- Start your search with *: Will only show files with names that end with whatever comes after *
- End your search with *: Will only show files with names that start with whatever comes before *
If you prefer regex you can check the regex search option. Note that the regex search option is much slower than the default one.
The properties panel sometimes will show additional info about files selected in the file explorer. It also may be used by other UI panels to show additional info. For example, it can list object properties when viewing territories (see map viewing section below).
You can open texture files by double clicking them in the file explorer. Textures are split into two files. Either a cpeg_pc and gpeg_pc file pair or a cvbm_pc and gvbm_pc file pair. You can double click any of these to open a texture. A single RFG texture file can contain multiple textures, which we'll refer to as subtextures. Info about the selected subtexture will be shown below the subtexture list.
Above is an example of what you might see if you open a texture file. On the sidebar to the left there a few things, in order:
- The subtexture list. Click on one to see more info about it below.
- Texture info. This is info about the selected subtexture.
- Header info. This is general info about the cpeg/cvbm file.
Textures can be exported to files you can edit with common image editors like Paint.NET, GIMP, or Photoshop. Currently textures can only be exported as .dds files. You can export single subtextures by right clicking one of them and clicking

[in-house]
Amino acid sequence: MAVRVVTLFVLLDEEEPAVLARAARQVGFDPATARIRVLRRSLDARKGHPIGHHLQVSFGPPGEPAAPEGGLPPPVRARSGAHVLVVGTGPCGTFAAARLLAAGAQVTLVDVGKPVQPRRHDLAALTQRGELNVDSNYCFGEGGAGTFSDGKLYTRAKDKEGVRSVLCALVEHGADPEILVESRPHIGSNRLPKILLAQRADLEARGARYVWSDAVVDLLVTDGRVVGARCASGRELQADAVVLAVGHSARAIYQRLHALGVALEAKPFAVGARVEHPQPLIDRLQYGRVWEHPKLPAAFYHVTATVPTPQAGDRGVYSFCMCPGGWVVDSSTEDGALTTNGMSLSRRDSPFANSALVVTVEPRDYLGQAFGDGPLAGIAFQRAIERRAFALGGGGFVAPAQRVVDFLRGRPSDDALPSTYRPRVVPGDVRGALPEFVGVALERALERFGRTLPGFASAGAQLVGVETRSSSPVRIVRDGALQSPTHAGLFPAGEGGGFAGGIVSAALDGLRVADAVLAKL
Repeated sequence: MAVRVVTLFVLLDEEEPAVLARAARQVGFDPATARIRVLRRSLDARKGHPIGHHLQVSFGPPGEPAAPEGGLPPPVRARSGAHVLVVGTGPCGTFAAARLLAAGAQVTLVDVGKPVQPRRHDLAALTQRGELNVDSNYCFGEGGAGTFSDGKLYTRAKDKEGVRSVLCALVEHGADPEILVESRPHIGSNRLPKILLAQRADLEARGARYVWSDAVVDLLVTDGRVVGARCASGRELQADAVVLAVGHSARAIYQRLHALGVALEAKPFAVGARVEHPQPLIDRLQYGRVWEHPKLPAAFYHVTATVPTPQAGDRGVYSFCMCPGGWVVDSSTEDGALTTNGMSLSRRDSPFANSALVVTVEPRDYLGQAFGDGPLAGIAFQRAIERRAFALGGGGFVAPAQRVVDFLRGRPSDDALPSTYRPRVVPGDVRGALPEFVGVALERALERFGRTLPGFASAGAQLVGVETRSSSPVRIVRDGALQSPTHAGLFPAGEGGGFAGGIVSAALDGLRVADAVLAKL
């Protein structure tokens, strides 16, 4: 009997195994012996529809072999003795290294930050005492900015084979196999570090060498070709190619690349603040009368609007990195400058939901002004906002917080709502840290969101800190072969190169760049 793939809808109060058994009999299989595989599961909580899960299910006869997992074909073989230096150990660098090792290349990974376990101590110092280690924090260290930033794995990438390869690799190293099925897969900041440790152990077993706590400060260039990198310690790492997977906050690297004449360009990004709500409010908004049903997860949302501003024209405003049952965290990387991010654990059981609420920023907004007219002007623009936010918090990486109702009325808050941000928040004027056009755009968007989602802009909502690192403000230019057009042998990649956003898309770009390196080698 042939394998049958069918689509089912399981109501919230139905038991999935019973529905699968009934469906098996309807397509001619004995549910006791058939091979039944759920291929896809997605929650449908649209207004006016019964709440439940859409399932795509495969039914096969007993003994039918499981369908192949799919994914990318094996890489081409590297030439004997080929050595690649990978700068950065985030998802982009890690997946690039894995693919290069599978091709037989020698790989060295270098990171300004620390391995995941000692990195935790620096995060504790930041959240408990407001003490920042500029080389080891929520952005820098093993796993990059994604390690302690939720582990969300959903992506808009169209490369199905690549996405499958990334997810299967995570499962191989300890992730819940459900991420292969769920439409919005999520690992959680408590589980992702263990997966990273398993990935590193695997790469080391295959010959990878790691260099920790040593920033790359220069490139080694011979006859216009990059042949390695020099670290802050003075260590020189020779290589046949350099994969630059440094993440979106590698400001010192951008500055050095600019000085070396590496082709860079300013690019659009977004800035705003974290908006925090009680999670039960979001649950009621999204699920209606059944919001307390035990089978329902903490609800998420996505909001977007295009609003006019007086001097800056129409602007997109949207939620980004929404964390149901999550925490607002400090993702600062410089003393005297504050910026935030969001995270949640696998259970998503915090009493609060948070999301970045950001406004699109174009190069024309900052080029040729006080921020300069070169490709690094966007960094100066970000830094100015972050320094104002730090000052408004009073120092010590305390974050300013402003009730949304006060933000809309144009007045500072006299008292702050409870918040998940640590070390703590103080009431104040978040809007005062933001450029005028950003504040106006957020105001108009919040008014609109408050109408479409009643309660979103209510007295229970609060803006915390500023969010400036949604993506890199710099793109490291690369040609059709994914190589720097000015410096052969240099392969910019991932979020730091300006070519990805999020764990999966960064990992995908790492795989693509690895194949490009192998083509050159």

Export.... You can export all subtextures at once with the
Export all... button.
Textures can be edited by imported textures you've edited externally. Currently it can only import .dds files. You do this by right clicking a subtexture, clicking
Replace... and selecting the file you want to replace the subtexture with. Once you do this it's critical that you press the
Save button above the subtexture list to save your edit. This edit will be automatically saved to your current project when you click
Nanoforge supports viewing and exporting .csmesh_pc (static mesh) and .ccmesh_pc (character mesh) files. Just like textures, meshes consist of two files. Every csmesh_pc file is paired with a gsmesh_pc file, and every ccmesh_pc file is paired with a gcmesh_pc file. You can click any of them to open a mesh. When you open a mesh you'll first see a blank space. Meshes are loaded on a background thread so it may take a few seconds for the mesh to be loaded and for it's textures to show up. Before its textures are found or if the textures cant be found you might see textures from previously loaded meshes applied to the mesh.